Prowess in military duty is often rewarded with military challenge coins. But these awards are a relatively modern phenomenon, dating only as far back as World War I or so. With a little poetic license, we can’t help but wonder how many military honor coins would have been given to the great military leaders of the past (and how they would have reacted).
Sun Tzu (c. 544-496 BC). He did write “The Art of War,” the best-selling book in the topic of military (and business and debate too!). It’s obvious the man needs some kind of award.
Alexander the Great (356-323 BC). Conquering most of the civilized world before the age of 30 certainly would have Alexander’s pouch full of challenge coins.
Julius Caesar (100-44 BC). His military feats basically gave the world the Roman Empire, from defeating the barbarians to winning a civil war against Pompey. Perhaps Brutus was just really jealous at the potential of challenge coins Caesar might have accumulated.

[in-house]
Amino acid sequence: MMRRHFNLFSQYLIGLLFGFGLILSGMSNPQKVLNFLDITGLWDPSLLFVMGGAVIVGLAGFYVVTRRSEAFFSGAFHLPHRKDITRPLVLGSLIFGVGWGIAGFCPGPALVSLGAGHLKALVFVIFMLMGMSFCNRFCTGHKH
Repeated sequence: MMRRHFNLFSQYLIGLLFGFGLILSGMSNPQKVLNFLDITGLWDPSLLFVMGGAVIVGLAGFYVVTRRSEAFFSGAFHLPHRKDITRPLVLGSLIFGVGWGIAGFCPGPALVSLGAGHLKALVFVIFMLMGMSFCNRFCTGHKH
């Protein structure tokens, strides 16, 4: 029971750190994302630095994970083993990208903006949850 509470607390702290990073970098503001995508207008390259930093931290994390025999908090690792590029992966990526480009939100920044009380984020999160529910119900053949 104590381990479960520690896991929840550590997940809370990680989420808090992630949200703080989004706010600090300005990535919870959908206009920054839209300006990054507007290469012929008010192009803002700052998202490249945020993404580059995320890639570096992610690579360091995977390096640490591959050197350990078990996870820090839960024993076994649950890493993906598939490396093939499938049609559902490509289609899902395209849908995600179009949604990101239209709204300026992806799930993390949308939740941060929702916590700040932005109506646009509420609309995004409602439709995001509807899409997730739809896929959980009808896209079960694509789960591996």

Genghis Khan (1162-1227). The Mongol leader formed the largest empire the world has ever known, mainly thanks to his horse-riding armies. The problem with giving Khan challenge coins is that the enemy would have heard him a mile away.
Joan of Arc (1412-1431). It’s not just a man’s world. Joan paved the way for France’s freedom. For her dedication to her native land, the unappreciative British later staged a roast in her honor. She surely would have carried many challenge coins to reward her valor.
Napoleon Bonaparte (1769-1821). Short in height, but long in military accomplishments. Since he was eventually exiled to an island, Napoleon would have had plenty of time to count his challenge coins.
Robert E. Lee (1807-1870). One would be hard pressed to find a more honorable and brilliant commander. He might have rejected any challenge coins made in the North, though.
Obviously, there are many more renowned military commanders worthy of military honor coins. Yet this list surely would have earned their share of military challenge coins.